The Dowager Countess (Maggie Smith) spent much of season 2 dishing out incredible one-liners — ''Don't be defeatist dear, it's terribly middle class" and ''Life is a game in which the player must appear ridiculous'' — and scheming to bring Matthew and Mary together again. With her one aim of the last several years accomplished, Violet now faces a challenge as Cora's brassy American mother (Shirley MacLaine) will arrive at the estate in season 3.
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Lady Edith Crawley
The middle sister Lady Edith (Laura Carmichael) kissed a married farmer, desperately clung to the hope that a burned soldier was really the Crawley's presumed-dead Patrick (who may have died on the Titanic), and yearned for the affections of former suitor Sir Anthony Strallan (Robert Bathurst) after his war wounds distracted him in season 2.
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Lady Sybil Crawley and Tom Branson
As a nurse during the war, Sybil (Jessica Brown Findlay) felt lost when the soldiers departed and her life returned to its aristocratic entrapments. Enter the dashing Irish chauffeur and aspiring revolutionary Tom Branson (Allen Leech), with whom Sybil had shared a tacit flirtation and who became Sybil's path to a different life. The two ran away together, but were promptly persuaded by her sisters to come back to Downton and reveal their plans to their parents. After much yelling, Robert reluctantly accepted his daughter's decision, allowing his youngest daughter to marry and move to Ireland. Absent from the Crawley family's Christmas festivities, Sybil wrote to her mother to announce she and Branson were expecting their first child.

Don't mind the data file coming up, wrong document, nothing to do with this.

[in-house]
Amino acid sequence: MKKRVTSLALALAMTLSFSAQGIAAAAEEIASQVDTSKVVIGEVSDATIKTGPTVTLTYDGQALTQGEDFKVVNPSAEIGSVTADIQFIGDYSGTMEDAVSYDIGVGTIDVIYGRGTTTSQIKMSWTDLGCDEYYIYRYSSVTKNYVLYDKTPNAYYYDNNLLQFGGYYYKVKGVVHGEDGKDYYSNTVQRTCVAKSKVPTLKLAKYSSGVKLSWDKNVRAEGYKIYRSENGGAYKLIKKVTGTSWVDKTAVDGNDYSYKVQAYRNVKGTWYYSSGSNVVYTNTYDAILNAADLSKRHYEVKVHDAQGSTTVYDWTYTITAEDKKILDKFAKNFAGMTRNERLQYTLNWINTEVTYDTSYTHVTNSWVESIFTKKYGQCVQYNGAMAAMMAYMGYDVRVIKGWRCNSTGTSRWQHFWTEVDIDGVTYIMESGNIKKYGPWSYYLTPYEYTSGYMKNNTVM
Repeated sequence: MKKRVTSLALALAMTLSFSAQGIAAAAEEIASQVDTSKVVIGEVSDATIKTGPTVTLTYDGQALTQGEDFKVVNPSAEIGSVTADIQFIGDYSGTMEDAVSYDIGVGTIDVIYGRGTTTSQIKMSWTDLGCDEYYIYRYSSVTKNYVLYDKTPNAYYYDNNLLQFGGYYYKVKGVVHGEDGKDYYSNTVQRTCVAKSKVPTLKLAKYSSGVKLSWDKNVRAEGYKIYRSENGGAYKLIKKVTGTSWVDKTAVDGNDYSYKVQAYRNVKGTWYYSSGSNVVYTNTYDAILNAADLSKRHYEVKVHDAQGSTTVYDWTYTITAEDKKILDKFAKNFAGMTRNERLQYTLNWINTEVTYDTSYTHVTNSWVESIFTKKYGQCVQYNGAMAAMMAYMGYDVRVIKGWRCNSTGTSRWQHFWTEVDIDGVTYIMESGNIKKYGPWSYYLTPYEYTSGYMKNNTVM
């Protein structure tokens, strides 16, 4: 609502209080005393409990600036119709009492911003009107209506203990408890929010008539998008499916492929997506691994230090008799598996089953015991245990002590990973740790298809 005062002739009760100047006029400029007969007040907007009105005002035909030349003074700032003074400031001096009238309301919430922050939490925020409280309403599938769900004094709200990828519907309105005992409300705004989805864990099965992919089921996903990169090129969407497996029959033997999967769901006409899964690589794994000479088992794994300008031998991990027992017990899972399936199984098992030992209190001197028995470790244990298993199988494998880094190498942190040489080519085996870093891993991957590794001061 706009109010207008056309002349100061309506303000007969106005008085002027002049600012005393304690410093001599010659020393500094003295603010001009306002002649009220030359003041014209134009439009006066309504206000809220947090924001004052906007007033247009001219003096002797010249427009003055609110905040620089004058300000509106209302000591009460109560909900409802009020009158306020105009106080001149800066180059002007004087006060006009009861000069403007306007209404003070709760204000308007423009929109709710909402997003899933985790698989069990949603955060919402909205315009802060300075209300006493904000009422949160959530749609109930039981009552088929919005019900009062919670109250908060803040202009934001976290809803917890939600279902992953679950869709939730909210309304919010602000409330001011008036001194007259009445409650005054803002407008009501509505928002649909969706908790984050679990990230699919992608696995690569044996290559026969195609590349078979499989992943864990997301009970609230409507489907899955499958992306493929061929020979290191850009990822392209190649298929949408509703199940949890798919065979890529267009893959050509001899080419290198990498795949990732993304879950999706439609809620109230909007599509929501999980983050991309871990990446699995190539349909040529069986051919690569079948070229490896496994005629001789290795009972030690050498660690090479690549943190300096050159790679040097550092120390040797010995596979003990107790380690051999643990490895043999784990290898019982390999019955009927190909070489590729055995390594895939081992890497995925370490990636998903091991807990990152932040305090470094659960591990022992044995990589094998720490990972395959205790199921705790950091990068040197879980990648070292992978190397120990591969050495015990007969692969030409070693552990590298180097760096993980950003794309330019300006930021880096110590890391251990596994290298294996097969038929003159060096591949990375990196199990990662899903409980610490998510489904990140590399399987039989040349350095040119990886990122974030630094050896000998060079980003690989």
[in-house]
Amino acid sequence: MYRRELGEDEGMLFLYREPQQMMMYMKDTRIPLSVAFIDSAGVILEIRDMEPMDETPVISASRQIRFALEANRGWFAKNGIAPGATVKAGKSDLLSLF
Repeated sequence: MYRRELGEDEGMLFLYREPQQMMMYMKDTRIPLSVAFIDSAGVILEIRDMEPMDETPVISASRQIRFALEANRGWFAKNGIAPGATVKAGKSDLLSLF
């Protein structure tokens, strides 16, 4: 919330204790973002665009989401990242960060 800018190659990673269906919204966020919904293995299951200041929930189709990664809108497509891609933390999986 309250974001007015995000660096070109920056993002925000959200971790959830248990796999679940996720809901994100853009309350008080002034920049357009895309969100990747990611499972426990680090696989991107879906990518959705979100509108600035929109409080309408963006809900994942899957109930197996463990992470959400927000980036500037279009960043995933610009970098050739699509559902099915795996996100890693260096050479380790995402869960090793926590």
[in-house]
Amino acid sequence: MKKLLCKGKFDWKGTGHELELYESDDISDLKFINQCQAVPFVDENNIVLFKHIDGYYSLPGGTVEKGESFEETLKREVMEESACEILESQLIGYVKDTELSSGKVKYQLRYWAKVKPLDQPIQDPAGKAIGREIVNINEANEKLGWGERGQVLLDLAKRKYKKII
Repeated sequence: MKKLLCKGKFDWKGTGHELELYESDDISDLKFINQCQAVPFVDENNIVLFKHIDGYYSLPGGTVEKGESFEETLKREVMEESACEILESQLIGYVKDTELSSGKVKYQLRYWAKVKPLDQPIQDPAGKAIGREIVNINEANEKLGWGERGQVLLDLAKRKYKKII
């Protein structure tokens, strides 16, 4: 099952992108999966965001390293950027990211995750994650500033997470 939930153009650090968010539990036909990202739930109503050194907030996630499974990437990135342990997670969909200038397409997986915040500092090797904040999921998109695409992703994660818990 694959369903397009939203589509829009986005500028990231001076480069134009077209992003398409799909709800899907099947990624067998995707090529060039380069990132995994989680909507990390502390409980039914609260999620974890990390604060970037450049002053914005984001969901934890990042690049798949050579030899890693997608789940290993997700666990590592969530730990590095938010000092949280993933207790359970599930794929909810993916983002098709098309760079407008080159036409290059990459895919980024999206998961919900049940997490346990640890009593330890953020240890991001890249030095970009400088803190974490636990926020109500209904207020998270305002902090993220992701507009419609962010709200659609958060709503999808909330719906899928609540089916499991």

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John Bates and Anna Smith
Lord Grantham's valet John Bates (Brendan Coyle) was finally able to divorce his vengeful wife Vera (Maria Doyle Kennedy) and marry sweet housemaid Anna Smith (Joanne Froggatt). But when Vera died from poisoning, the police arrested Bates. Found guilty of murder, he was sentenced to death. Lord Grantham's lawyer managed to have Bates' sentence commuted to life in prison. With her husband spared, Anna vowed to prove his innocence.